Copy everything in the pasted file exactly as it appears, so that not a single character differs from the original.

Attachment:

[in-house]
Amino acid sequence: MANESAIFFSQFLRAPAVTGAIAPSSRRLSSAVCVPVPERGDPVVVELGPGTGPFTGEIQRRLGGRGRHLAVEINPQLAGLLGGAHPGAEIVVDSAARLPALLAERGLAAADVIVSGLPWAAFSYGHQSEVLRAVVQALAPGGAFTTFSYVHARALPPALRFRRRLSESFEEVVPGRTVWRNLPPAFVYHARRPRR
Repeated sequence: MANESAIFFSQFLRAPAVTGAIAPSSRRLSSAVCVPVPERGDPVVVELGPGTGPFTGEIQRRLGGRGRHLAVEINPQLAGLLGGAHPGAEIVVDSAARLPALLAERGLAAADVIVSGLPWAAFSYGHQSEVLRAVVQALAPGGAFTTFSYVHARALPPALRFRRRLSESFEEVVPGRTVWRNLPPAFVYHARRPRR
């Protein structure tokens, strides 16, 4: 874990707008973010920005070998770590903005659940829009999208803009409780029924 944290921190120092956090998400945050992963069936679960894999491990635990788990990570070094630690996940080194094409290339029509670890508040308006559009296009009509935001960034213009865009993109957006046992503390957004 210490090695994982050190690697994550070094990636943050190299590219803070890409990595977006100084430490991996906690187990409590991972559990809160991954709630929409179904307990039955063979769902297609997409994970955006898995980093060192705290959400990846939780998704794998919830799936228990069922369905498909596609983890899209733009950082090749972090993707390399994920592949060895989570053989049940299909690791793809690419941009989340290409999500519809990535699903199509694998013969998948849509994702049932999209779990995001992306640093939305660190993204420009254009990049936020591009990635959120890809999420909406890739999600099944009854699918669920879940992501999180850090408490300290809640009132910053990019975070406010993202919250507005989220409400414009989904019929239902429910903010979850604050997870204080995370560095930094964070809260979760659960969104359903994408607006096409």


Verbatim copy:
[in-house]
Amino acid sequence: MANESAIFFSQFLRAPAVTGAIAPSSRRLSSAVCVPVPERGDPVVVELGPGTGPFTGEIQRRLGGRGRHLAVEINPQLAGLLGGAHPGAEIVVDSAARLPALLAERGLAAADVIVSGLPWAAFSYGHQSEVLRAVVQALAPGGAFTTFSYVHARALPPALRFRRRLSESFEEVVPGRTVWRNLPPAFVYHARRPRR
Repeated sequence: MANESAIFFSQFLRAPAVTGAIAPSSRRLSSAVCVPVPERGDPVVVELGPGTGPFTGEIQRRLGGRGRHLAVEINPQLAGLLGGAHPGAEIVVDSAARLPALLAERGLAAADVIVSGLPWAAFSYGHQSEVLRAVVQALAPGGAFTTFSYVHARALPPALRFRRRLSESFEEVVPGRTVWRNLPPAFVYHARRPRR
């Protein structure tokens, strides 16, 4: 874990707008973010920005070998770590903005659940829009999208803009409780029924 944290921190120092956090998400945050992963069936679960894999491990635990788990990570070094630690996940080194094409290339029509670890508040308006559009296009009509935001960034213009865009993109957006046992503390957004 210490090695994982050190690697994550070094990636943050190299590219803070890409990595977006100084430490991996906690187990409590991972559990809160991954709630929409179904307990039955063979769902297609997409994970955006898995980093060192705290959400990846939780998704794998919830799936228990069922369905498909596609983890899209733009950082090749972090993707390399994920592949060895989570053989049940299909690791793809690419941009989340290409999500519809990535699903199509694998013969998948849509994702049932999209779990995001992306640093939305660190993204420009254009990049936020591009990635959120890809999420909406890739999600099944009854699918669920879940992501999180850090408490300290809640009132910053990019975070406010993202919250507005989220409400414009989904019929239902429910903010979850604050997870204080995370560095930094964070809260979760659960969104359903994408607006096409």